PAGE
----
Martial Law—But the Young Marshmallow Marshall may not be the only politician on the scene with a hazy grasp of lawful governance. Donald Trump, last seen in this blog urging China to make Kim “disappear,” is back. Campaigning in Indiana, the gift that keeps on giving, who among other things would like to make it possible to sue newspaper columnists for having the wrong opinions—not facts, opinions, instructed the Chinese to “strangle” North Korea to bring them back to the negotiating table or he would wreak “a depression the likes of which you have never seen” on the Chinese, who “have been sucking our blood.” “You tell them (Chinese), we are going to - either you are going to have to straighten out this North Korea problem or we are not going to be doing so much business with you.”

In that earlier post, I likened Trump to an aging Mafioso subcontracting a hit job to a biker gang. I dunno: Don Corleone has a better ring to it than Don Trump.

My Red Joystick—OK, this one is a bit of a stretch, but this story is so bizarre that I had to come up with something. Subject to an aviation fuel embargo, Air Koryo reportedly flew a flight to Bangkok with no passengers on board. According to the Yonhap story “Thailand approved the U.N. sanctions resolution on April 19 and warned of possible implications for Thai companies doing business with North Korea and North Korea-operated flights.” As a consequence, the Chinese intermediaries who had been recruiting passengers for the flight indicated that they wanted out.  In a similar vein, I have been told that one of the tour operators is organizing an airshow for Wonsan. An odd use of fuel if one is under an embargo.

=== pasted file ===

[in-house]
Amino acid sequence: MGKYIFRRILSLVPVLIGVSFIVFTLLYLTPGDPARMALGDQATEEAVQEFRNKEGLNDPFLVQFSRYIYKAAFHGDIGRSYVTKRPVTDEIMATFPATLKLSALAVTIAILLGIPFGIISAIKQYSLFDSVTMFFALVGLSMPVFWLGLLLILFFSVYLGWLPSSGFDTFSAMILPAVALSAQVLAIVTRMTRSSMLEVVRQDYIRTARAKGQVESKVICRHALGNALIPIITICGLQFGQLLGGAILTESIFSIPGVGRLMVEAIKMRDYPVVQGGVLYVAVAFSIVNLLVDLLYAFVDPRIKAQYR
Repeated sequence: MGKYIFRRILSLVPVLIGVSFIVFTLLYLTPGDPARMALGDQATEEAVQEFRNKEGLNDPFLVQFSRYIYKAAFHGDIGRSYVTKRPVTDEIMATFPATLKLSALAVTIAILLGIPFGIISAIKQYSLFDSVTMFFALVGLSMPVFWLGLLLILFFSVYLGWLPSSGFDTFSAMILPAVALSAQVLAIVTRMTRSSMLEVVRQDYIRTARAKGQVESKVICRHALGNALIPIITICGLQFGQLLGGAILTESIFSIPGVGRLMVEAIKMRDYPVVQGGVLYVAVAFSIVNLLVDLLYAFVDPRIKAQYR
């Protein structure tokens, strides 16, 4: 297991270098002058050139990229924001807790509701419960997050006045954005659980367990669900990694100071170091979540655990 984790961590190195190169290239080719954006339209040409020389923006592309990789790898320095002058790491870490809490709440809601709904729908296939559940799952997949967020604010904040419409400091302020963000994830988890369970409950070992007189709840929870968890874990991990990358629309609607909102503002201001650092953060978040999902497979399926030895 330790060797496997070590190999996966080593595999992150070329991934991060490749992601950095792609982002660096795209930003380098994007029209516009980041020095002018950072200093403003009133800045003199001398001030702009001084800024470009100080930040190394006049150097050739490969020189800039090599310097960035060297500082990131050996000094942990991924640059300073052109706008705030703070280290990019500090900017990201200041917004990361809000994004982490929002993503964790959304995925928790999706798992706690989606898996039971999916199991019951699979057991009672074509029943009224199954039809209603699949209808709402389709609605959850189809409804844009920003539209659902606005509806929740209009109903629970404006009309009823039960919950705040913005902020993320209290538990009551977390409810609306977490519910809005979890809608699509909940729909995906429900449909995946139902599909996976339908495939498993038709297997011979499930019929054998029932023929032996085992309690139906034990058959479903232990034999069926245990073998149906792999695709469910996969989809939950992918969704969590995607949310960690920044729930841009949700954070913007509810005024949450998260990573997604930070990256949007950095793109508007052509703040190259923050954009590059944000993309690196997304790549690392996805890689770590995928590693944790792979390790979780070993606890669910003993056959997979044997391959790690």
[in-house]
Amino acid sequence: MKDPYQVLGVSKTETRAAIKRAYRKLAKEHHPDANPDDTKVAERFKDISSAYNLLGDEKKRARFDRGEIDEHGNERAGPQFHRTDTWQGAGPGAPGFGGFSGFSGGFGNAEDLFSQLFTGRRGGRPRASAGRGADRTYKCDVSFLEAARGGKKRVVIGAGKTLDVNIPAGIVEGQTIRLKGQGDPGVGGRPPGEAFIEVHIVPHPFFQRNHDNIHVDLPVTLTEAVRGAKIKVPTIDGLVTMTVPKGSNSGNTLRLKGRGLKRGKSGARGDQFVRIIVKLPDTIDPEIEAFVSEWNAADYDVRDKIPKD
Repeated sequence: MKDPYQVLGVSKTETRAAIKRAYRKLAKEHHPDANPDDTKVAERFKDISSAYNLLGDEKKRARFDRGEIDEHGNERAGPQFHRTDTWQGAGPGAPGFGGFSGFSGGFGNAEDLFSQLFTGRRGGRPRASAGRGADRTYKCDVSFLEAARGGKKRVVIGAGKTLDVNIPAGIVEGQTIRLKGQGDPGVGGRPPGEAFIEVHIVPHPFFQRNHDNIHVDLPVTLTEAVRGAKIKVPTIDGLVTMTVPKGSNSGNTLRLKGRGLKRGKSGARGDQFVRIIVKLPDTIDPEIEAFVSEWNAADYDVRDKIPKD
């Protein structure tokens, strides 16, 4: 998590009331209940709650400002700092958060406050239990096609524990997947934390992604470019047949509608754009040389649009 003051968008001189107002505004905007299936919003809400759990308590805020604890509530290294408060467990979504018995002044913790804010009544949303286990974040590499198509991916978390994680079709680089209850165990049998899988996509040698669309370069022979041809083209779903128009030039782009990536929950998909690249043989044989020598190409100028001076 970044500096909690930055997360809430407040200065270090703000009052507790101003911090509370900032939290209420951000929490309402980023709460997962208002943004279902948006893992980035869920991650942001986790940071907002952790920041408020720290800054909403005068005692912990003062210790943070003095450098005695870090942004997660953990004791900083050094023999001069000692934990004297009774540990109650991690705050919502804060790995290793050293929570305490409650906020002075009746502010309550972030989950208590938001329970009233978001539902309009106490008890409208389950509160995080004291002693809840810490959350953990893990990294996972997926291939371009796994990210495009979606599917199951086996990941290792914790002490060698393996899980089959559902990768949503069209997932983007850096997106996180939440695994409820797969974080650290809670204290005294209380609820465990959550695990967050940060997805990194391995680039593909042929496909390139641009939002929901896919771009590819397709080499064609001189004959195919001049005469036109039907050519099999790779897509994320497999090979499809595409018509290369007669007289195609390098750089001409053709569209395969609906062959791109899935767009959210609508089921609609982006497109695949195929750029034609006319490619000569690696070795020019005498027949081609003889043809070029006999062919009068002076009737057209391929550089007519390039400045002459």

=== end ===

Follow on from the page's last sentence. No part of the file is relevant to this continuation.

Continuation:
For our last item, I consulted our non-resident expert on semiotics, Dr. Daniel Marcus.

Noland: “Did Lou Reed write any song about condoms?”

Marcus: “No.”

Noland: “OK, did he write anything about general sexual befuddlement or confusion?”

Marcus: “Not by Lou. Not his thing.”

So not being the ultimate Lou Reed fanboy (I’ve always had a thing for John Cale), I’ll admit I had to resort to google on this last one:

The Original Wrapper—OK, so one critic describes this track as “not only the worst song he’s ever recorded, it’s a complete annulment of everything that ever made him cool.” But at least it contains an arguably veiled reference to condoms and its title echoes the NK News story “Under wraps: Do North Koreans use condoms?” The answer, it seems, is basically “no.”  And that’s really a bad thing: as I wrote in an earlier post, recent moves to restrict access to birth control and criminalize IUDs and abortions potentially risks the havoc of orphans and HIV that resulted from similar actions undertaken during the rule of Nicolai Ceausescu in Romania.

So on to the final big decision: what video to close the post? “Sweet Jane” has the obvious mass appeal.  Some would like “A Perfect Day.” “Venus in Furs” great, but too narrow. I love “Coney Island Baby.” “Sister Ray” has the market on whack cornered. “Heroin” is arguably his greatest song, though some would put “Street Hassle” and basically the whole album “Berlin” on the same pedestal. But the dude is dead and we have to contend with idiots in both North Korea and the US. And that, friends, calls for a one-two punch of “Walk on the Wild Side” and “Rock and Roll.”